“What happens after CRS leaves the areas where it introduced CARE and Save the Children?” Hichborn asked. “The locals will have developed a level of trust with these groups, and when they start distributing and promoting contraception and abortion, the locals will not have the guardianship of the Catholic Church to protect them.”
CRS' membership in the groups COREgroup and MEDiCAM is a significant question pertaining to its partnerships as well, said Hichborn.
“MEDiCAM has a standing policy, which CRS representatives participated in creating, to train abortion providers and spread contraception throughout Cambodia,” he continued. “COREgroup spends a large portion of its annual budget on the spread of contraception.”
In these cases CRS funds are undeniably going to fund anti-Catholic things, he said.
“CRS' dues to these organizations are directly fungible,” said Hichborn. “Which means that Catholic dollars are indeed being used to spread abortion and birth control through CRS membership in those groups.”
“CRS' biggest partner–the federal government–is also its biggest problem,” said Steven Mosher, president of the Population Research Institute. “Many at USAID are openly hostile to the Catholic faith, because of its defense of traditional marriage, its promotion of the natural family, its respect for Life, its rejection of abortion, contraception, and sterilization.”
“Especially in the area of health care programs,” Mosher said, “CRS has to downplay its Catholic identity to even be considered for a grant.”
Woo and CRS COO Sean Callahan also told the bishops about CRS’s “capacity strengthening,” or building up of CRS’ partners to help local communities be self-sufficient.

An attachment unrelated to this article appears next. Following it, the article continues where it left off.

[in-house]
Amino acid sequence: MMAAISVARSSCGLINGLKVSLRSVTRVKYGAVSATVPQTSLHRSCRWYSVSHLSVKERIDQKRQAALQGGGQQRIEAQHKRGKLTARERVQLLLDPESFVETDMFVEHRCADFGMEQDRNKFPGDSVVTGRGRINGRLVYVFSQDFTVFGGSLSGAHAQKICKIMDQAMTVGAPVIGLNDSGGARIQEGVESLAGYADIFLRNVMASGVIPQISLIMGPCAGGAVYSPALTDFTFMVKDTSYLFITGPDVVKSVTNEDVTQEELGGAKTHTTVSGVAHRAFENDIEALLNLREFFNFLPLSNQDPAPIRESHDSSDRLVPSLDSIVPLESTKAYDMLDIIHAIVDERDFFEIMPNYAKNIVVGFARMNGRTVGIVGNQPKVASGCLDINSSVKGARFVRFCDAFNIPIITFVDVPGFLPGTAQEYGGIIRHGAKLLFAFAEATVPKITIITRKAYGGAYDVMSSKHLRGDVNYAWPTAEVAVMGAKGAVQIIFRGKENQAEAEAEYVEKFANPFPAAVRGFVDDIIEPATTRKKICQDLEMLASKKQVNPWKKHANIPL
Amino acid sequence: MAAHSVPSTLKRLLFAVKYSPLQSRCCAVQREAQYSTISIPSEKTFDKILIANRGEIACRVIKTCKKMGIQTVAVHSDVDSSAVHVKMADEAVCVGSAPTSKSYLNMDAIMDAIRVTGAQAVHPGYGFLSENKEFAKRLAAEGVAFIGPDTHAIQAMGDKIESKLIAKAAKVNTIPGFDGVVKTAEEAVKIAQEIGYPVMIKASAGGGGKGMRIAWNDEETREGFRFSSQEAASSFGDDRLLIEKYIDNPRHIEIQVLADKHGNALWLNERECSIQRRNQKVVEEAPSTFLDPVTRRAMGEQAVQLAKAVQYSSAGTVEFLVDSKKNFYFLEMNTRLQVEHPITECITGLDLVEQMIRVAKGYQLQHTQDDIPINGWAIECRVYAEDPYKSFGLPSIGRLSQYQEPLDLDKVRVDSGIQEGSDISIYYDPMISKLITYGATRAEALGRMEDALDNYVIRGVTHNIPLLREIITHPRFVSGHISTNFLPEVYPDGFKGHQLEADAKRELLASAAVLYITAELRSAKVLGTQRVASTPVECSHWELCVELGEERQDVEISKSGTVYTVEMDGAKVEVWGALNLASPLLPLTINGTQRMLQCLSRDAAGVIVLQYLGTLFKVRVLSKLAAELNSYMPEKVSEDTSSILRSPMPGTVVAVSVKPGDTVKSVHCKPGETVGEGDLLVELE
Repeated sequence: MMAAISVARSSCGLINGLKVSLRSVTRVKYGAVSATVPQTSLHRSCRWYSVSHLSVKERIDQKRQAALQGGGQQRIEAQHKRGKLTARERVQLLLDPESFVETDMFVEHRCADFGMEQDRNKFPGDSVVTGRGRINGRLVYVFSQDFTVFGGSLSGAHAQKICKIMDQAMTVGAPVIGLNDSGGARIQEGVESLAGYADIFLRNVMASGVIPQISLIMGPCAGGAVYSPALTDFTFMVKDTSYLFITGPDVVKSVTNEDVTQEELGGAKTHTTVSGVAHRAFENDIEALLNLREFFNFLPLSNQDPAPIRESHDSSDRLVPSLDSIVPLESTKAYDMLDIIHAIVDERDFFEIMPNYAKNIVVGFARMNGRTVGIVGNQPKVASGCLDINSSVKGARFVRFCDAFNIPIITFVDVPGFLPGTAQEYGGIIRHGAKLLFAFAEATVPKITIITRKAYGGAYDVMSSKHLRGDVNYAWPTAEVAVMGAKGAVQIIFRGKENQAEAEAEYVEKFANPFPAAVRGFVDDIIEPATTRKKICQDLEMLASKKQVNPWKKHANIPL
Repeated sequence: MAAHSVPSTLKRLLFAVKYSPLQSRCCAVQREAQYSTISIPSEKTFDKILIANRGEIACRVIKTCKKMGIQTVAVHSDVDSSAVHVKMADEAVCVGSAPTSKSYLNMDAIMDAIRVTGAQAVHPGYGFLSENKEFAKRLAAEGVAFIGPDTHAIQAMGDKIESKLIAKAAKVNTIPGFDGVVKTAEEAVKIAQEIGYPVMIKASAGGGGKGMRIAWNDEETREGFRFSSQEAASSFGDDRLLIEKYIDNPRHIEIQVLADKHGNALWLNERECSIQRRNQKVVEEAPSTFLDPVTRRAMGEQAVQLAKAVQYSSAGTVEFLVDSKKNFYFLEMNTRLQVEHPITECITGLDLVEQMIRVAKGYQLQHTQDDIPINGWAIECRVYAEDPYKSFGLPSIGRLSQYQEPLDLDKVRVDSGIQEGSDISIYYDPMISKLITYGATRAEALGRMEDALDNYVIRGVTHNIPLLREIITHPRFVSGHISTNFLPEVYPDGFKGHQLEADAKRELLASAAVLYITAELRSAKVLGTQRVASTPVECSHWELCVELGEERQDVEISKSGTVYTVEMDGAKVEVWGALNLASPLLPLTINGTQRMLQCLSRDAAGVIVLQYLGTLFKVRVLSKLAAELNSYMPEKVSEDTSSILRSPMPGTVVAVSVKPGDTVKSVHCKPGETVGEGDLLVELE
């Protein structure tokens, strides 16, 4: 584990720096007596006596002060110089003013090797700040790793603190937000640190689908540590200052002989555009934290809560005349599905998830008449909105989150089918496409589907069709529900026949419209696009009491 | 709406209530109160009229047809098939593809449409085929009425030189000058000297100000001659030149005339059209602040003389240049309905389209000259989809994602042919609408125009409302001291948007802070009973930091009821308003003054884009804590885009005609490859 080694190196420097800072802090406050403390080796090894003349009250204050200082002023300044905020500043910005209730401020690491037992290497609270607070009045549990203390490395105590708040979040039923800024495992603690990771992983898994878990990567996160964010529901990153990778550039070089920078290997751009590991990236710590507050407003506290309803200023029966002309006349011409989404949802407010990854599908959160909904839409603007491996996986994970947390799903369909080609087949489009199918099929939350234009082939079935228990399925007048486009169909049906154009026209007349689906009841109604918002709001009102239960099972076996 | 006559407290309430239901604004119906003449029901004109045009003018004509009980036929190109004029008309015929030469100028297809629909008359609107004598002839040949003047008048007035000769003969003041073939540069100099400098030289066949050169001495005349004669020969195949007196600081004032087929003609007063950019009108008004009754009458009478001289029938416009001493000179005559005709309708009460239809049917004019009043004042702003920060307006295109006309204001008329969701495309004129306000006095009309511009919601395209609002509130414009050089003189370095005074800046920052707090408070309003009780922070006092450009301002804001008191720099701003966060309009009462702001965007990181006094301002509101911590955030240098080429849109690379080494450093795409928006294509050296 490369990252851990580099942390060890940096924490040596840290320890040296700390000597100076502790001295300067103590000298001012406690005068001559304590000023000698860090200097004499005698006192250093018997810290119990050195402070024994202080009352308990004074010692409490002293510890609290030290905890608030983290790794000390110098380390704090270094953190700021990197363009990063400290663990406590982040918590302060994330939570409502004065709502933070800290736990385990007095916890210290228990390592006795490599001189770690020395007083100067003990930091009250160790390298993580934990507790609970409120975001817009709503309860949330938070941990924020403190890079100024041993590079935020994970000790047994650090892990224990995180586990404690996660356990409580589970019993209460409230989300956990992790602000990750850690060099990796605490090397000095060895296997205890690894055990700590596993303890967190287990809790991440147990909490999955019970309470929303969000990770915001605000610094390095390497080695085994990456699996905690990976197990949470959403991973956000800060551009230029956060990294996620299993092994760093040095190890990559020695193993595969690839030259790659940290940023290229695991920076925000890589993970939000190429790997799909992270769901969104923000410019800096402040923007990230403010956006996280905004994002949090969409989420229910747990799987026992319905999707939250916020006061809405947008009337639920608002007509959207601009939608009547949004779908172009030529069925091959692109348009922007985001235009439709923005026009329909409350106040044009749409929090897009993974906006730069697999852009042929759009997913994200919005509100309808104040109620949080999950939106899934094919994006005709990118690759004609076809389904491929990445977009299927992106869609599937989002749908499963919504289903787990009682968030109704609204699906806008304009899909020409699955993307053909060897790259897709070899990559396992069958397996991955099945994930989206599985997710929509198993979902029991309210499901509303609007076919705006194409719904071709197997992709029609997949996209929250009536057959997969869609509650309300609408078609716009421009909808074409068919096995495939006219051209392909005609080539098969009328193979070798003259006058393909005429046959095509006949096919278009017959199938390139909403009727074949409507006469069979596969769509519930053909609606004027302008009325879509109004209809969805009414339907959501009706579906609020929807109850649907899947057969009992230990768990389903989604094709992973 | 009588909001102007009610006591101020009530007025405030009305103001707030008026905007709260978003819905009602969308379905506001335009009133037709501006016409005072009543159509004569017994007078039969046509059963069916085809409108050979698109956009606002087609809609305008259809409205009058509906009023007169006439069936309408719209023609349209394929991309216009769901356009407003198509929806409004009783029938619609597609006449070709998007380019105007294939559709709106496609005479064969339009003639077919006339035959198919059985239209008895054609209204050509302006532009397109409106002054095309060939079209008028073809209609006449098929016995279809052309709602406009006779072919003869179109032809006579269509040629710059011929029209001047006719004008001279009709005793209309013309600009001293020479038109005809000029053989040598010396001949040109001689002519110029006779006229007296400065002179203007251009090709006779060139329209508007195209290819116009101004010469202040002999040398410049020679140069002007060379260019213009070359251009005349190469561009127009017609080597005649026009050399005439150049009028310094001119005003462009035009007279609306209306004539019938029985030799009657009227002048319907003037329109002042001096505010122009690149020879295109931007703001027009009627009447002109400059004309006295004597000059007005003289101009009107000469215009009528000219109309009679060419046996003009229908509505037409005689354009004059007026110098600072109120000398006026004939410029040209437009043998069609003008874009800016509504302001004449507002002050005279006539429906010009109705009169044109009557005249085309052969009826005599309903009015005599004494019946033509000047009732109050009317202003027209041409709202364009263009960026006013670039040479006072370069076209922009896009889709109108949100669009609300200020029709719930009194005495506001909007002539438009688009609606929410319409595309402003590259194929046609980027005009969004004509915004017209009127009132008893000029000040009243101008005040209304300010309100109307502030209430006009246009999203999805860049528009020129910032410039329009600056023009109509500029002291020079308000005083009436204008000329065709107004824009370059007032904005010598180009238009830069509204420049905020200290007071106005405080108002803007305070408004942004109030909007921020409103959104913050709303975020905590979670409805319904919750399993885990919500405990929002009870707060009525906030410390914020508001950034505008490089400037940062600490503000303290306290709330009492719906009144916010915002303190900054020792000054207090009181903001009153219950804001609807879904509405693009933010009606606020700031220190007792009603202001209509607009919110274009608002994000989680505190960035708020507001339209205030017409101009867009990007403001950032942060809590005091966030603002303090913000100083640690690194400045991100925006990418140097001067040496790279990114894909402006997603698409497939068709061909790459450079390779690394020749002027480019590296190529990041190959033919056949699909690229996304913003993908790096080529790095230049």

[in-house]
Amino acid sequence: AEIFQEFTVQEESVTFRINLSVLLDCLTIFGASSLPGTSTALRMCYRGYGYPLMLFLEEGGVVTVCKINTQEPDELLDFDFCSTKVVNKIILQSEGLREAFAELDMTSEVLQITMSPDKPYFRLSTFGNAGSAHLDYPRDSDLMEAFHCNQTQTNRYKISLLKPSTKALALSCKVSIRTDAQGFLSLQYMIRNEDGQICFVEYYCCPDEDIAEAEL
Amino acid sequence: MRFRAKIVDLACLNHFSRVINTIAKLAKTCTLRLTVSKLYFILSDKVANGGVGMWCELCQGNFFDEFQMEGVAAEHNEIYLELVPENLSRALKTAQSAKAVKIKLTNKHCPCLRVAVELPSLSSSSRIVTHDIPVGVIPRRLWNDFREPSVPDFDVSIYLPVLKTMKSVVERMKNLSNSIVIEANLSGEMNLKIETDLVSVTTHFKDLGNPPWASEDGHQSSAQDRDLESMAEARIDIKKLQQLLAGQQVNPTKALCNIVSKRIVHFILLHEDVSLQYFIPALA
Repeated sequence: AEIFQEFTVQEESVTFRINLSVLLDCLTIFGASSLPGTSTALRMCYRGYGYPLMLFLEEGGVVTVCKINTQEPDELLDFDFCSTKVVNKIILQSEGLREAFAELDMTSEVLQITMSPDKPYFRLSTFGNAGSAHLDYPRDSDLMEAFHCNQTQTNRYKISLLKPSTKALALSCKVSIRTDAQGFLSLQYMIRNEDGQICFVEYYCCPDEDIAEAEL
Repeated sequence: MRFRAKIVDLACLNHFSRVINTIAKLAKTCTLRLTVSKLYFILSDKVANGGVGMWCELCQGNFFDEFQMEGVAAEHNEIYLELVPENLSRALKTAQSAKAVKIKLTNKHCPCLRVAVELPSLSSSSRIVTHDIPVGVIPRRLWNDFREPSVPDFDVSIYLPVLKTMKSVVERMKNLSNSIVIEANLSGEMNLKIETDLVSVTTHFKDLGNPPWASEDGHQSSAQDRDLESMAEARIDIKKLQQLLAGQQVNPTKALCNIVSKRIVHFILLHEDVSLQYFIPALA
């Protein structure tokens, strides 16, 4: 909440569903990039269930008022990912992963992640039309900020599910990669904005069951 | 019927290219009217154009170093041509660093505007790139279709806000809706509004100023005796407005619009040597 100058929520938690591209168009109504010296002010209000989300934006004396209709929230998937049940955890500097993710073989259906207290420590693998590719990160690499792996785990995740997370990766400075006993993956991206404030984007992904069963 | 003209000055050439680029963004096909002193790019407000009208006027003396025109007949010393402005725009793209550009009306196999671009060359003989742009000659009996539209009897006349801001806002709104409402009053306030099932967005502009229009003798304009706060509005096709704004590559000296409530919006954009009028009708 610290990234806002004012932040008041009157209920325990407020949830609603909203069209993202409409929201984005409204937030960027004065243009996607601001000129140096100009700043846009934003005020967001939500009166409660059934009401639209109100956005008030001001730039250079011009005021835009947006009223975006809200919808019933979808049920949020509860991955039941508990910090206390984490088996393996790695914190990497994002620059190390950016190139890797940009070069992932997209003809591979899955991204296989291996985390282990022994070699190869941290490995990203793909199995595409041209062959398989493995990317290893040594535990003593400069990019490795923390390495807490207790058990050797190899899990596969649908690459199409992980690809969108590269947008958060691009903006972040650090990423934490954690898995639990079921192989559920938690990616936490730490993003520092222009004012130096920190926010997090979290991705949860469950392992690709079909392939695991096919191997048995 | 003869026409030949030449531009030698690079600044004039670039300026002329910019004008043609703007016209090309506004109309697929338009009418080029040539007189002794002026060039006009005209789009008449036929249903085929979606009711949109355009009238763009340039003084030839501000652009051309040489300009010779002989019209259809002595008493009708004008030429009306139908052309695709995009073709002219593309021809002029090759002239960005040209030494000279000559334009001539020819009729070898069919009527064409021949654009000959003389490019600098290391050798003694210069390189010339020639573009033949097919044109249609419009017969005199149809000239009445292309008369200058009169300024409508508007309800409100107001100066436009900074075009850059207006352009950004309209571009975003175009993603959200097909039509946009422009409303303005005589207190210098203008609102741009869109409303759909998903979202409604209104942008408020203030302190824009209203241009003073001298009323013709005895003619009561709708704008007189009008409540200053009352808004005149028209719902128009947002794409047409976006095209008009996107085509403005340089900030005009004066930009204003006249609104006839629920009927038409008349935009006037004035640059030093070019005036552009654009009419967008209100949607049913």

Woo said CRS cannot provide the services it does globally without its roughly 1,255 partners, approximately half of which are Catholic.
Woo also told the bishops that faith was central to the mission of CRS.
“This is very serious to us,” Woo said. “We don’t really want to do this work without our faith being the defining element. That’s what motivates all of us.”
“So I just want to say, when you say, ‘How is Catholic identity important to us?’ First and foremost, this is how we define ourselves.”
Woo said the commitment comes from the very top, and pointed to such things as the CRS tag line of Faith-Action-Results, which the organization took one year to work on. Woo said the other areas where Catholic identity was evident within CRS were policies and practices, training and governance. She told the bishops the CRS Board of Directors was “heavily tied” to the USCCB, and that CRS documents were open to USCCB review.
“I believe that Carolyn Woo sincerely means well, and that her faith is the defining element in the work that she does at CRS,” said Mosher. “But it is nonsensical to say that the Catholic faith motivates ‘all’ of the CRS workers, since so many are not Catholic at all, but Muslim, Buddhist, and Hindu.”
“You can't have a ‘Catholic identity’ if you are not Catholic, period,” he added.
CRS made news earlier this year when Bill O’Keefe, CRS’ vice-president for government relations and advocacy, said in an interview that CRS was proud not to discuss the faith with the people they serve. “We assist people of all backgrounds and religions and we do not attempt to engage in discussions of faith,” he said. “We’re proud of that.”
CRS defended the statement, saying the organization evangelizes through its charitable works.
At the general assembly, the bishops elected four new officers to the CRS board. Joining Chairman Archbishop Coakley and previous board member Omaha Archbishop George Lucas, who was elected to a second term, are Juneau Bishop Edward Burns, St. Augustine Bishop Felipe Estevez, Fort Wayne-South Bend Bishop Kevin Rhoades and Miami Archbishop Thomas Wenski.